I feel that this is an argument from a “straw philosopher”: I don’t think that philosophy attempts to answer the same questions the natural sciences do, or at least not in the same way. I mean, there is no competition between philosophy and science; they aren’t even playing the same game. Since enlightenment times and the advent of science, philosophy has not been about observing and predicting phenomena in the natural world. (For some reason, repeatable, quantifiable observation of phenomena is a good way of creating knowledge. I don’t know why, ask a philosopher.)

  9. Philosophy is differ from Science in the fact that Science is directly related to Materialistic/ Physical world while Philosophy is above this. Philosophy is completely based on reasonable thoughts.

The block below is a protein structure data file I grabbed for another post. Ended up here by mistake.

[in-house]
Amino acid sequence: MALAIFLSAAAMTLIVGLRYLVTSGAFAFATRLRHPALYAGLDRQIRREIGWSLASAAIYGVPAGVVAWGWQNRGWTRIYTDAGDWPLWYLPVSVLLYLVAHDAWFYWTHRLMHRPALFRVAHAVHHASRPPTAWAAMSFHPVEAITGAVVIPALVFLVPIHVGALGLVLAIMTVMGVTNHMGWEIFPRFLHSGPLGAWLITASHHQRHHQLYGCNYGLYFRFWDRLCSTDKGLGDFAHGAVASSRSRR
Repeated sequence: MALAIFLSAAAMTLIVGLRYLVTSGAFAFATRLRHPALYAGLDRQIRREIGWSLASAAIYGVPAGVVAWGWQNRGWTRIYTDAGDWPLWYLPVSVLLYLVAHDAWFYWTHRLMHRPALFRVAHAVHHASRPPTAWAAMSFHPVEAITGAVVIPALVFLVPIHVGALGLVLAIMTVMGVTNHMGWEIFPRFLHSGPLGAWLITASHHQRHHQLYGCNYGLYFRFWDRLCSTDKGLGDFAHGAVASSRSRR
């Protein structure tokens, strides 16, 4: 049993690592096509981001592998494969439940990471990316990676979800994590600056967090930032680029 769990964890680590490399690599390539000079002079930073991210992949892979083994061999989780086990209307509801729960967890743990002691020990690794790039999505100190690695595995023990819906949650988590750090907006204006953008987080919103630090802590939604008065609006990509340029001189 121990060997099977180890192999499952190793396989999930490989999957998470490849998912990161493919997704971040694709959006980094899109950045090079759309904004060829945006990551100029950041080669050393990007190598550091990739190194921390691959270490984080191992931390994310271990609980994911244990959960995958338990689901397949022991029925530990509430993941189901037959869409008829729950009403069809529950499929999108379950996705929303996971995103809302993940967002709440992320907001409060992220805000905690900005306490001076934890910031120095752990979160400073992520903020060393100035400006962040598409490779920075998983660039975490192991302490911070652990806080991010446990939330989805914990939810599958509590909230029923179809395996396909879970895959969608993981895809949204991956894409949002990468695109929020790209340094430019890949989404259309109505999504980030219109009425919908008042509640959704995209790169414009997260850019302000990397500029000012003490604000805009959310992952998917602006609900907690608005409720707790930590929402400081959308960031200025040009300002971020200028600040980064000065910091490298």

10. Chad Nelson says:

    I think there’s more similarities than we care to admit, especially in certain area’s like theoretical physics. Philosophy (at least old Greek) is about making sound arguments, making them self consistent. This is exactly what we do with math in physics, making it self consistent. So in theoretical physics the major difference is that instead of using language to make the argument, we use math. Then, as the Greek philosophers did, we try and fit that to observation. For example the Atomists tried to make their “theoretical physics” work with all their observations of how dust fell, how water flowed, etc. They lacked the technology of testing those far out ideas, but they DID test what they could.

    I really think the ancient Greeks would have loved how we’ve set up our modern scientific method. In some sense Democritis was 2000 years before his time.

    • Byron says:

      As a theoretical physicist, I would say theoretical physics is more like math than philosophy. What science does use observation to define what sound argument is. With the continual checking against observation,even the best arguments, tends to go astray.